tree planting tips


You may have heard the expression “Plant a $5 tree in a $100 hole.”  But what does it mean? Buy a cheap tree? Line the planting hole with gold?

Of course not! It means that more time and effort needs to go into planting the tree than is usually the case.

Unfortunately, careless or improper planting usually dooms a newly planted tree. If you mess up this step, it doesn’t matter what else you do – the tree is unlikely to survive.


Choose the Right Tree

Before you plant, make sure that you’ve chosen the best tree for your location. Consider exposure (sun vs shade), mature size, water and soil needs, proximity to buildings and overhead wires, and hardiness zone, as well as the overall look you’re going for.

>> Learn more about how to choose the best tree for your landscape

If you’re planting an ornamental tree, be aware that it’s likely budded (meaning that a single bud of the desired cultivar is placed on the rootstock of a different cultivar and allowed to grow). You’ll notice a slight bend in the trunk about 2″ to 3″ above the ground – make sure that this is above the ground when you plant the tree.

Plant at the Right Depth

More trees die from being planted too deeply than from any other reason.

First, determine the proper planting depth by looking for the trunk flare – that’s the area at the base of the trunk where it starts to get wider, just above the roots. When the tree is planted you want that to be just above the soil surface, so measure from that point to the bottom of the root ball to determine how deep you should dig the planting hole (use a measuring tape).

Don’t assume that the depth at which you found the tree in the container is the proper depth at which to plant it. Many trees are placed into the container (or wrapped in burlap) with the trunk flare buried under several inches of soil. This is done to help improve stability while in the nursery or garden center (it’s hard to sell trees that keep falling out of their container). In the short term, the tree can survive this; but once it’s planted, it won’t live for long if the trunk flare is underground.

Dig the planting hole only as deep as the root ball. 

Do not disturb the soil under the rootball; it doesn’t need to be loosened for tree roots to penetrate it. Leaving it alone will provide a solid foundation for the tree so that, over time, it doesn’t sink lower into the ground.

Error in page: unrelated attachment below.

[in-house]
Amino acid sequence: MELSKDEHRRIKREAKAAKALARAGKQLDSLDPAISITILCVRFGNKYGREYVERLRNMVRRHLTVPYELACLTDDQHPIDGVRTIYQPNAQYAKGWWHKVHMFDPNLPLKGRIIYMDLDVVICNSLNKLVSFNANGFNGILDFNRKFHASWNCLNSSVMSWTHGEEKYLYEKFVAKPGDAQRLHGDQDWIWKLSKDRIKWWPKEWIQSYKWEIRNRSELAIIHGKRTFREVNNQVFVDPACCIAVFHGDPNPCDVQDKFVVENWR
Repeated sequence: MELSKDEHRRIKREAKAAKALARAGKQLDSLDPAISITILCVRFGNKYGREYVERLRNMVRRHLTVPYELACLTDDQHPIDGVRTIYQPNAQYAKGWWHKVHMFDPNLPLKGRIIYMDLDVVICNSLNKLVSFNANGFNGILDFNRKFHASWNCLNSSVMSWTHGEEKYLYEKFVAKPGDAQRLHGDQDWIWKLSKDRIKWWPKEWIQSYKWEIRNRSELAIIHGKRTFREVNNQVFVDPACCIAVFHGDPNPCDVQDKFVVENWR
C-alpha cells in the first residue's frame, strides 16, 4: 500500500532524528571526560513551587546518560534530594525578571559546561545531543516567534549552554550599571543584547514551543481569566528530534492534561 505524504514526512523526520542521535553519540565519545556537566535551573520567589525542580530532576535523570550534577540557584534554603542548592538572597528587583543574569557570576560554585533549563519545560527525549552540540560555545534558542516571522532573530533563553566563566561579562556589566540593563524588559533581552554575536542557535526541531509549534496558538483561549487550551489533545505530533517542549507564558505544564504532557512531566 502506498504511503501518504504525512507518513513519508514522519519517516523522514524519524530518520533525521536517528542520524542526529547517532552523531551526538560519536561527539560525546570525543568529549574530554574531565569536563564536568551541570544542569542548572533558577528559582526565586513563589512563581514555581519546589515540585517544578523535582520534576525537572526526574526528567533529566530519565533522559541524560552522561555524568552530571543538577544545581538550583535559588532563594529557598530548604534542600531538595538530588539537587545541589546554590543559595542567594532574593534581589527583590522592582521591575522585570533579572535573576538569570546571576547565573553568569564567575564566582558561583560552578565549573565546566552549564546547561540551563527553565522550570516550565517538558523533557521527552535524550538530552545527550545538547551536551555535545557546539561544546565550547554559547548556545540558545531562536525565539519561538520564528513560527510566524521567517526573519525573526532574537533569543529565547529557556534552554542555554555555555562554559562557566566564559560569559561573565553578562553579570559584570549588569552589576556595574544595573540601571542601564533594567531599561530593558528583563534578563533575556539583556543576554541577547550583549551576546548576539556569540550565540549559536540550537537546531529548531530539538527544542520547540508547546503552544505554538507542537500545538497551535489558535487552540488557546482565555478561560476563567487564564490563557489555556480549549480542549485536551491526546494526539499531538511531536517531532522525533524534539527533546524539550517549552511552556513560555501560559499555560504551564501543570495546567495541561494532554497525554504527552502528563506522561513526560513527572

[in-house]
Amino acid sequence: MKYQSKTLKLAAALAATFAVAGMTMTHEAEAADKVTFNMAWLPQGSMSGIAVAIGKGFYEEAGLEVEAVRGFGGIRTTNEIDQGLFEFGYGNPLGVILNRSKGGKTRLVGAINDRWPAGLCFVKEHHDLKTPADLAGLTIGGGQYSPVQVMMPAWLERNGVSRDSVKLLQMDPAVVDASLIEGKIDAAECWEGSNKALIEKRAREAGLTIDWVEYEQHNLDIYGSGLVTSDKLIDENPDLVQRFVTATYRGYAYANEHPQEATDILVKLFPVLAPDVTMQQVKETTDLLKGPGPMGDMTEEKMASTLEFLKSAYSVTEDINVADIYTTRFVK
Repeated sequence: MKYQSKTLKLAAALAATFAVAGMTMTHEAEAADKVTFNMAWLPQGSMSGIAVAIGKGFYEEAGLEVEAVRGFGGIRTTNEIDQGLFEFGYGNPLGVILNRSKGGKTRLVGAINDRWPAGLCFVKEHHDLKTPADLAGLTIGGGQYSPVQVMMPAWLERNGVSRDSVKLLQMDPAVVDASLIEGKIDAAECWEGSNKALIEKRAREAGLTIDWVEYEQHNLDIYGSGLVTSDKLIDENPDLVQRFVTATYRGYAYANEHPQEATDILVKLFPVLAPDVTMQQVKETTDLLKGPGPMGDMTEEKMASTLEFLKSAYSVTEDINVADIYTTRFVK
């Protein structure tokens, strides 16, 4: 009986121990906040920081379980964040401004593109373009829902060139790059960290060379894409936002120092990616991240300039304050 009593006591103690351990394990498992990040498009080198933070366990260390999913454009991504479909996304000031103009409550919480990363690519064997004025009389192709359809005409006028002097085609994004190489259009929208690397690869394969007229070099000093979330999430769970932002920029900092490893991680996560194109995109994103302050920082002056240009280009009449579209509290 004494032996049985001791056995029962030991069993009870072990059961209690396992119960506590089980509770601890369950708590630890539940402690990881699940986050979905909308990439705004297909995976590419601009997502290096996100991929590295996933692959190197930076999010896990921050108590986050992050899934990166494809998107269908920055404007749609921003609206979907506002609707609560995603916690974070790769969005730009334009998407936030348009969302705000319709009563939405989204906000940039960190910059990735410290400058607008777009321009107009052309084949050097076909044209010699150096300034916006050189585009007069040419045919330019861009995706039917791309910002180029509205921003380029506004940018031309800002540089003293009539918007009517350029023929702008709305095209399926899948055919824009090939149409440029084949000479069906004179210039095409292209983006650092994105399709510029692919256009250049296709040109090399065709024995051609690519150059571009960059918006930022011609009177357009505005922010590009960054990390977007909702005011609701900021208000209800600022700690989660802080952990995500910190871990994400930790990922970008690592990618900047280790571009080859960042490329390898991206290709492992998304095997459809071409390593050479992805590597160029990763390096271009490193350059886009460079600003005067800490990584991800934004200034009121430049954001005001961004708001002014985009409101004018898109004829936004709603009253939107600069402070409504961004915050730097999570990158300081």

If in doubt about depth, it’s better to dig the hole to shallow than too deep.

Go Wide

Dig the hole about 2 to 3 times wider than the container or root ball. The roots need to be able to easily spread out into the surrounding soil to help stabilize the tree and take up water and nutrients.

This is not the time to take shortcuts. Digging a wide hole can be strenuous work but if the planting hole is too small, the roots can start growing around in circles instead of spreading out. Girdling like this eventually kills the tree.

Remove Any Extras

You may have heard that it’s okay to leave burlap wrapped around the root ball when you plant it but we recommend that you remove any burlap, wire basket and/or nylon rope before planting. While natural burlap may disintegrate over time, the wire basket and nylon rope definitely won’t. Instead, they’ll prevent the roots from spreading out, leading to an unstable and poorly developed tree.

If the tree is in a container, gently remove the container while disturbing the rootball as little as possible. Prune any roots that may be circling around the rootball.

Keep It Simple

Don’t add topsoil or potting mix when you fill the planting hole. There’s no need to provide the tree with “good dirt”; just use whatever came out of the hole when you dug it.

Water Well

Tamp the soil firmly around the tree to eliminate air pockets but don’t stomp on the soil or try to compact it.

Be sure to water your tree in well right after planting and then water every 7 to 10 days over the first two years during June through October. A slow 2-hour soaking with a garden hose running at a slow trickle works well and provides the deep watering your new tree needs. To help keep water near the tree when you irrigate, build a small wall of soil around the planting hole. Learn more about watering your trees here>>

Mulch Around the Tree

Spread a 2-3″ layer of mulch in a 3-4 foot circle around the tree to suppress weeds, retain moisture and prevent damage to the tree from mowers and string trimmers. Keep the mulch pulled away from the trunk and do not create a “mulch volcano”!

And, generally speaking, that’s it. Although you may see many newly-planted trees tied to stakes, that’s usually not needed if the tree has been properly planted. You can learn more about tree staking here >>

As with anything that’s been newly planted, keep an eye on your new tree for insect or disease problems (which are more common when the plant is stressed, like when it’s been transplanted) and make sure the soil isn’t settling or the roots popping up.

And, of course, if you have any questions give us a call. We’re always happy to discuss options for what to plant, where to plant it and if you’d like, we’ll even plant it for you!

For our top recommendations in the Dayton area, see these articles:

Best Trees For Fall Foliage Color

Best Spring-Flowering Trees